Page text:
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Typography Using Adobe Illustrator & InDesign

SS Course: 3000632

Course Overview


In this two-day, hands-on Typography class, you will learn the fundamentals of typography and font design, including the anatomy, psychology, and elements of type. Whether it is print, web, or motion graphics, typography is an essential element in graphic design. You will learn how to better integrate type into your design. Understand how font families, color, contrast, tone, and hierarchy affects our perception and readability of type. During class, you will use Adobe Illustrator and InDesign, to create elements with your newfound skills.


Scheduled Classes


What You'll Learn



Viewing outline for:

1. Introduction
What is Typography
Why Does Typography Matter
History of Typography
Design Matters

2. Font Technology
Font Technology: Postscript & Truetype
Font Technology: OpenType, OpenType SVG, OpenType VAR

3. Categories of Type
Serif vs San Serif
Classification and Features on Adobe Fonts Site
Tags on Adobe Fonts Site
Type Families
6 Necessary Typefaces
Text typefaces vs Display Typefaces

4. Settings
Anatomy of Type
Tittle, or i or j dot
Hidden Characters
Majuscule vs Minuscule
Size and Measurement
Tracking guidelines
Tracking Size Jump in Preferences
Alignment: Justified
Alignment: Flush-left, rag-right
Alignment: Centered, Asymmetrical, and Flush-right
Dumb vs Smart Quotes
Drop Caps
Paragraph vs Character
Body vs Headline
EN and EM dashes
Small caps and fractions
Open Type Panel
Balanced Paragraphs
Split or Span Paragraphs

5. Legibility and Readability
Legibility and Readability
Vertical Text
Commentary, Marginalia, and Alternative Languages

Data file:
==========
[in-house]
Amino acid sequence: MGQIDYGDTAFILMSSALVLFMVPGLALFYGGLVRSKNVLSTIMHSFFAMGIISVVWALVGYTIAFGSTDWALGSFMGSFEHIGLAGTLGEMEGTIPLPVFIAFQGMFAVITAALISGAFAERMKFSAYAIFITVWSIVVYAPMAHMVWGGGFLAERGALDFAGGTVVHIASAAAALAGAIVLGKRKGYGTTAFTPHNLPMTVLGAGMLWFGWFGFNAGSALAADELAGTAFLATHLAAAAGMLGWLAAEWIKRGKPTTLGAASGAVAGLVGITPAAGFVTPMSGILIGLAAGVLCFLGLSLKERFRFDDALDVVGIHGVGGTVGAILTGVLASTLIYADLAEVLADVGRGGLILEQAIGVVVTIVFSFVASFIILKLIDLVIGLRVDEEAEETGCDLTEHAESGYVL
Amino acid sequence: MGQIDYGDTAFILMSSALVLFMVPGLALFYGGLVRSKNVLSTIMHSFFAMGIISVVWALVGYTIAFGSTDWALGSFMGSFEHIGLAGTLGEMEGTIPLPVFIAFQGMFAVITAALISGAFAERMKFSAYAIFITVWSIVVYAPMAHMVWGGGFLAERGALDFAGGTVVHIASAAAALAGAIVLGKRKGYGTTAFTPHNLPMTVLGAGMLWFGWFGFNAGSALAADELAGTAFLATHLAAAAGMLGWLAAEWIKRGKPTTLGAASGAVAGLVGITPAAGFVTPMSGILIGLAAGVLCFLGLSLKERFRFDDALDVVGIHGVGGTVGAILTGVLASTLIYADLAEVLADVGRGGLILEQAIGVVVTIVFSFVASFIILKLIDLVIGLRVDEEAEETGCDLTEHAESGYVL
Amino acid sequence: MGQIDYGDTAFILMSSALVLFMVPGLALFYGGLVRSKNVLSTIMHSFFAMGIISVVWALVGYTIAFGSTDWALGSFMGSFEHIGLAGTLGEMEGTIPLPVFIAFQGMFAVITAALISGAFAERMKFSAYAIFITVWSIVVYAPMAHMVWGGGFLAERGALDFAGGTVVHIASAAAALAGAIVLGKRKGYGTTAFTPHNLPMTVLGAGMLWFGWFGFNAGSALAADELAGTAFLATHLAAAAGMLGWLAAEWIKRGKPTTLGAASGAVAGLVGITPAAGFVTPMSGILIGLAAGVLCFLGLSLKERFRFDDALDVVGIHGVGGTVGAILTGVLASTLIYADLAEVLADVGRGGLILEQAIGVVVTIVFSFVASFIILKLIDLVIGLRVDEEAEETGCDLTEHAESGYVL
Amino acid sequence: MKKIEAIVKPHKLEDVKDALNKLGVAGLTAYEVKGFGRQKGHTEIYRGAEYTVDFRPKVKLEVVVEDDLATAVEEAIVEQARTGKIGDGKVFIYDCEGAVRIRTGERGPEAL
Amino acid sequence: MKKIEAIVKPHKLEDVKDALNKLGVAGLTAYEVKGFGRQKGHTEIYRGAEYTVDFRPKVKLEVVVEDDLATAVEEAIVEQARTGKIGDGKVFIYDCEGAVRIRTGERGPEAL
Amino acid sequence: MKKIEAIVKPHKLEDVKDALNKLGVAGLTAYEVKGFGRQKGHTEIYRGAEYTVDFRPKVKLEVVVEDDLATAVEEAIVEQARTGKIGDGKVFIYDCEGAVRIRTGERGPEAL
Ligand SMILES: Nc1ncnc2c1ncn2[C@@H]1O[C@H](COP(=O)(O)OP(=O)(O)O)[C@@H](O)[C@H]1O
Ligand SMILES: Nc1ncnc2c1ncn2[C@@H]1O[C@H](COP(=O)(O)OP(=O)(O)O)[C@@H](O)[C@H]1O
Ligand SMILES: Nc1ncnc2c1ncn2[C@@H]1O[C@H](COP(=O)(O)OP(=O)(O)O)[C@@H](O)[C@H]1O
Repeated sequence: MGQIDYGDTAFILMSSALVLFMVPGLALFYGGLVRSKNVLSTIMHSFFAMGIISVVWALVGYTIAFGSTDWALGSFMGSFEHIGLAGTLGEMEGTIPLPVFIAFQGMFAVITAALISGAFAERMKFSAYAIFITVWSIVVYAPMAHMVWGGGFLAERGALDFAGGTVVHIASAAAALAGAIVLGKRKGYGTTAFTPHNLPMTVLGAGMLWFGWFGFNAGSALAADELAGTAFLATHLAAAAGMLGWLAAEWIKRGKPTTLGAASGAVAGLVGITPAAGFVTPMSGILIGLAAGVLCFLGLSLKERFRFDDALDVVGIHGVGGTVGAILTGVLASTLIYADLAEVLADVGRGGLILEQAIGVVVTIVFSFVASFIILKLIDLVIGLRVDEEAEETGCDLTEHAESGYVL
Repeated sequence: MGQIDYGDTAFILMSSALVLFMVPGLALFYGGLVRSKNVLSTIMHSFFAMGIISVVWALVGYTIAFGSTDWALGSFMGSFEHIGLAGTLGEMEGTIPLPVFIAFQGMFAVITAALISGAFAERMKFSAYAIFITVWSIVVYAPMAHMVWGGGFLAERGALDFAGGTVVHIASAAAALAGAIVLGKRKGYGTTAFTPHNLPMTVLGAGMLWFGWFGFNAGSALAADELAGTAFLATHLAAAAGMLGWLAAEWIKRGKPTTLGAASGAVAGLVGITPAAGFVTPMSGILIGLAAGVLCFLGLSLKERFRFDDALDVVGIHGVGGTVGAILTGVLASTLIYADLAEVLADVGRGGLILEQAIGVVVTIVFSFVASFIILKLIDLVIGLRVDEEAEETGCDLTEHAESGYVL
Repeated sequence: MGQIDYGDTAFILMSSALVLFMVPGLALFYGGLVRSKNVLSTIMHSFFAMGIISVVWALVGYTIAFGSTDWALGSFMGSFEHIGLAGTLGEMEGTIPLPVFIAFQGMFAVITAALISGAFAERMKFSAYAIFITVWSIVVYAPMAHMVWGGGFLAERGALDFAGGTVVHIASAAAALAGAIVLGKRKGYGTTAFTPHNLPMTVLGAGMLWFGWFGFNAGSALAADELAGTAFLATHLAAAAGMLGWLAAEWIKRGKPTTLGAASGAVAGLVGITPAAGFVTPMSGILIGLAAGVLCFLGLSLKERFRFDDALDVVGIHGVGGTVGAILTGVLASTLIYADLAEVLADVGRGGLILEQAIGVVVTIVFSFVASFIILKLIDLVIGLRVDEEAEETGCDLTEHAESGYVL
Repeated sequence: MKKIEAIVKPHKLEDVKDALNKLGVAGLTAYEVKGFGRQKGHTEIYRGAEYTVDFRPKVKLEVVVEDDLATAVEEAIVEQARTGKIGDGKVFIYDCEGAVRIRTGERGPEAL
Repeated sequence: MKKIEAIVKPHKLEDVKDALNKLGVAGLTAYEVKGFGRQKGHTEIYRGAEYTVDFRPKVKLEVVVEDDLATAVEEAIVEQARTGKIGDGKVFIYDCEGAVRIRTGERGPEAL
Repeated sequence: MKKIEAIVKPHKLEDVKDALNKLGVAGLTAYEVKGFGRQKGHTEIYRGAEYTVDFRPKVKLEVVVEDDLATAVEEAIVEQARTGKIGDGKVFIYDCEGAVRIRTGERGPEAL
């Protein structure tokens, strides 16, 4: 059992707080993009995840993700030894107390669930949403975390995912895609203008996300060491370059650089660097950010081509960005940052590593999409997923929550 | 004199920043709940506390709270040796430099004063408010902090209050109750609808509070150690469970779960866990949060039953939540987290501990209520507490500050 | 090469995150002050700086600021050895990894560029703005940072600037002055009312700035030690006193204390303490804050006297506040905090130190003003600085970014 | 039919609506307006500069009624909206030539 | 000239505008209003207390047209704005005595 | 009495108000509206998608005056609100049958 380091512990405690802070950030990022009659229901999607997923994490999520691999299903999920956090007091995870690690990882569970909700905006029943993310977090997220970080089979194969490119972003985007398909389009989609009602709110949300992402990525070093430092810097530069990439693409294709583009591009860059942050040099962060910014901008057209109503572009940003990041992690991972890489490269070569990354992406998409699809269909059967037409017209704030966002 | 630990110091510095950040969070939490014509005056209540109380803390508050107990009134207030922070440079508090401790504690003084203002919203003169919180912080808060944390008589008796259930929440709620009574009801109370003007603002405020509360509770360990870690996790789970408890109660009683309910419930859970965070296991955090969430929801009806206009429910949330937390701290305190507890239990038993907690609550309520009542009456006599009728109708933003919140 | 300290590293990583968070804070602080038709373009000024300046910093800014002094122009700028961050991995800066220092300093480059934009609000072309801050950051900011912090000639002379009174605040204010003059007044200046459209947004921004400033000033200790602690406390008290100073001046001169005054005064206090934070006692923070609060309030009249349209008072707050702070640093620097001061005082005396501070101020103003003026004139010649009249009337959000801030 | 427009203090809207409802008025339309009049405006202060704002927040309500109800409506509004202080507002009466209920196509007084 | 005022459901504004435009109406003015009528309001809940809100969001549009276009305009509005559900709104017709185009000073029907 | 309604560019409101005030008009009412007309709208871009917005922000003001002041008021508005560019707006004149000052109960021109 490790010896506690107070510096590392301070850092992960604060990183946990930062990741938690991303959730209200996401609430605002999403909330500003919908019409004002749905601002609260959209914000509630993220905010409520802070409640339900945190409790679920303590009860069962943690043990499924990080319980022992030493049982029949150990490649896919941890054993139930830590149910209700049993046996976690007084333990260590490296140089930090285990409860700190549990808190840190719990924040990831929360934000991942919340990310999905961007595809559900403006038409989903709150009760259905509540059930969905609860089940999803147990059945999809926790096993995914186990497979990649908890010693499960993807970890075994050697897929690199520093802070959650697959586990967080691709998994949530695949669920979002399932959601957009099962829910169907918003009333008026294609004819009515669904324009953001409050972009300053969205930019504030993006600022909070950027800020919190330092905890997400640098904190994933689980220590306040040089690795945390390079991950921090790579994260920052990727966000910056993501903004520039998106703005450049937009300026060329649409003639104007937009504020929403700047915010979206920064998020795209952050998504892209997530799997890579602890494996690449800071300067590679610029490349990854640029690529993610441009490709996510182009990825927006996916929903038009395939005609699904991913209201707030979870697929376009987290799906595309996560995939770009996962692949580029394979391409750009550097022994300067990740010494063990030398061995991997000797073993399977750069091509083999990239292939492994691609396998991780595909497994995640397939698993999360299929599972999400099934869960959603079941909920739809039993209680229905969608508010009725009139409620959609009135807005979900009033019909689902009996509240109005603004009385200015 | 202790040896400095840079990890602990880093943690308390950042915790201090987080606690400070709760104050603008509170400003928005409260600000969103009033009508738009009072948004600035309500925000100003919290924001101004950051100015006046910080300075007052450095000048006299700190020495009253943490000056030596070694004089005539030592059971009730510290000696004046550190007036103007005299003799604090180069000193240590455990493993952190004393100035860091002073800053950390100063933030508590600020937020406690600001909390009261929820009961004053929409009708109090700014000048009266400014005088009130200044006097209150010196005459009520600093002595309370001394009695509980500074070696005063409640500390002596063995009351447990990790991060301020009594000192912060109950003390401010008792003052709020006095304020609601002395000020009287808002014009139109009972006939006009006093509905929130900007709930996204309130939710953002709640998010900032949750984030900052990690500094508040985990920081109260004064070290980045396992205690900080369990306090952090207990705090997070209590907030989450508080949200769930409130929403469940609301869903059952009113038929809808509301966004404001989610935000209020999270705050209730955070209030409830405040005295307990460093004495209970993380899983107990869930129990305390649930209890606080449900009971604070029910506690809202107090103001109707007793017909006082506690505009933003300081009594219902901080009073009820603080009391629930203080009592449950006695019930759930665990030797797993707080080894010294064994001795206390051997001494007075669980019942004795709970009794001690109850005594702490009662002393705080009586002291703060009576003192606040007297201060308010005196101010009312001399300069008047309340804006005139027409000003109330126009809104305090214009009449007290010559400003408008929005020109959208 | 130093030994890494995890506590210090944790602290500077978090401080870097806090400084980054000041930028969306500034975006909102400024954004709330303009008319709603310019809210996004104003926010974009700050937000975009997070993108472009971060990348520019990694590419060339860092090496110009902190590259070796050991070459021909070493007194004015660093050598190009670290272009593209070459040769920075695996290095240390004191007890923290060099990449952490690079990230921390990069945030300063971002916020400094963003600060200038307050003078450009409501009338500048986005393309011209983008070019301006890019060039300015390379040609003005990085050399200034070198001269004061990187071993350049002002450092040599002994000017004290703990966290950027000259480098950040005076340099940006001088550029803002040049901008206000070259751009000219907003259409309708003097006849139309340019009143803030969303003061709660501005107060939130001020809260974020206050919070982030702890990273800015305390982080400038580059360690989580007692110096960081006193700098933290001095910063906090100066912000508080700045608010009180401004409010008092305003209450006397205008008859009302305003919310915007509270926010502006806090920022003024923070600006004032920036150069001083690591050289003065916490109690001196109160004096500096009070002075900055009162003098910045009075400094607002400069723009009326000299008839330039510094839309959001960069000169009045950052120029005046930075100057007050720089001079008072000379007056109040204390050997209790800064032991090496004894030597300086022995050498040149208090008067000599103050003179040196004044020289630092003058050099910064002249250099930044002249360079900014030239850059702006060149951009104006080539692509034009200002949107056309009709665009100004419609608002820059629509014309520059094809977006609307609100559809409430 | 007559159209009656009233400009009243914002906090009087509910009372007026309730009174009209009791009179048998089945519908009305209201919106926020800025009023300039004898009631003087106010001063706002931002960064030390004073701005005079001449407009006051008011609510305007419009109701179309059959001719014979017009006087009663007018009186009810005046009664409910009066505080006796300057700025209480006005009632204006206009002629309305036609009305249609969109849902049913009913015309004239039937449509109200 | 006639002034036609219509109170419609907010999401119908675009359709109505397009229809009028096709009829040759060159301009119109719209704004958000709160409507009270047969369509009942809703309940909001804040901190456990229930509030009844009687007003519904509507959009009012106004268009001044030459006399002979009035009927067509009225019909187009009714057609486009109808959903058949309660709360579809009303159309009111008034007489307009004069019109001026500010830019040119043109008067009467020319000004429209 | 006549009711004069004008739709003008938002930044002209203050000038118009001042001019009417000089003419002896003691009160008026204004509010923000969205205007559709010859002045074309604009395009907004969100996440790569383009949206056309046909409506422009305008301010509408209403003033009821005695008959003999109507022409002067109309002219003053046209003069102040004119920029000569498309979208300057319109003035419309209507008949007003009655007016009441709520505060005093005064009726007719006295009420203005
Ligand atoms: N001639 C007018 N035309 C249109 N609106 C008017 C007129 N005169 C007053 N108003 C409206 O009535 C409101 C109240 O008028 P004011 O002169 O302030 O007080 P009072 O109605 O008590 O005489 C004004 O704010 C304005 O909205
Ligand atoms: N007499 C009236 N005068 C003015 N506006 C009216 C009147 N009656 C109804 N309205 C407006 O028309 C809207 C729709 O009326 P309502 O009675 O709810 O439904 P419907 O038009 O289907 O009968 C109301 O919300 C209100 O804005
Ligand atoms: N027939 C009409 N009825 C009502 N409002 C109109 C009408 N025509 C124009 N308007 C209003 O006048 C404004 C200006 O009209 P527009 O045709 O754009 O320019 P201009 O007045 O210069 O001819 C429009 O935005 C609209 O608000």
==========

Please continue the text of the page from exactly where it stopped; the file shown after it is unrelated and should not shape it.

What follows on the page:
Typefaces and Screen
Screen vs Print
Widows and Orphans
Invisible Typography
Why Some Typefaces Look Bigger
Visual Centering
Punctuation & Hanging Punctuation
Margins and Gutters
Decorative vs Basic
Rivers of Space
Using the Correct Marks
Ligatures & Diphthongs
Small Caps and Fractions
Open Type Panel
Use Stylistic Sets

6. Hierarchy
Structuring a Layout
Use Typography to Create Order/Hierarchy
Hierarchy Using Position
Hierarchy Using Size
Hierarchy Using Weight
Hierarchy Using Color
Hierarchy Using Special Effects
Systematizing Hierarchy

7. Grid
Dividing Space
Grid as Frame
Single to Multicolumn Column Grid
The Uneven Text Grid
Modular Grid
Baseline Grid
The Text Block Effect

8. Color
Understanding Color
Describing Color
Use of the Color Wheel
Color Harmony Rules
Color Spaces
Color Conversion
PDF Formats
How Color Interacts
Readability with Color
Considering Background Content

9. Elements
Tables and Charts
Patterns, Gradients and Texture
Using Counter Spaces as Form
Letterform Details
The Handmade Solution
Emphasis Using Weights
Decks, Callouts, Pull Quotes
Navigational Devices
Anatomy of a Magazine Layout

10. Mixing
Mixing Many Typefaces: Chaos
Mixing Type: Differences
Mixing Typefaces: Historical Compatibility
Selecting a Typeface & Pairing

11. Typographic Composition
Emphasis in Text
Understanding White Space
Logotypes and Branding: Overview
Grouping within Layouts
Achieve Harmony and Balance
Limit Your Fonts
Indicating Paragraphs
Opening Paragraph

12. Type Design
Logotypes and Branding: Logo as Image
Type as an Image
Images with Type
Text Overlapping Text
Three-Dimensional Type
Deconstructed Type
Floating in Space
Chaos vs Order
Typographic Furniture
Organized Entry Points
Less is More
More is More
Being Expressive

13. Psychology of Type
Emotional Content Applied by the Text
Historical Connotation
Readability Studies
Gestalt Principles in Typography
Gestalt Principles: Proximity
Gestalt Principles: Similarity
Gestalt Principles: Continuity
Gestalt Principles: Closure
Gestalt Principles: Figure/Ground
Science Behind the Font

14. References
Finding Design Resources
History and Technology
Categories of Type
Legibility and Readability
Elements & Mixing
Typographic Composition & Type Design
Psychology of Type (2 Slides)
Readers Marks
Device Apps

Disclaimer: All course objectives and outlines are used as a guideline and are subject to change to ensure the latest information is covered to support real world use of the technology.


Experience using Adobe Illustrator and InDesign required. Students must have a good working knowledge of computers, operating systems, using a mouse, keyboard, standard menus and commands. Students must be able to open, save, and close applications and files, as well as navigate to other folders.

    Who Should Attend


    Graphic Designers
    Creative and Marketing Teams
    Communication Teams
    Web Designers
    Content Managers
    e-Learning Designers
    Social Media Specialist
    Multimedia Designers
    Font Designers
    Font Developers

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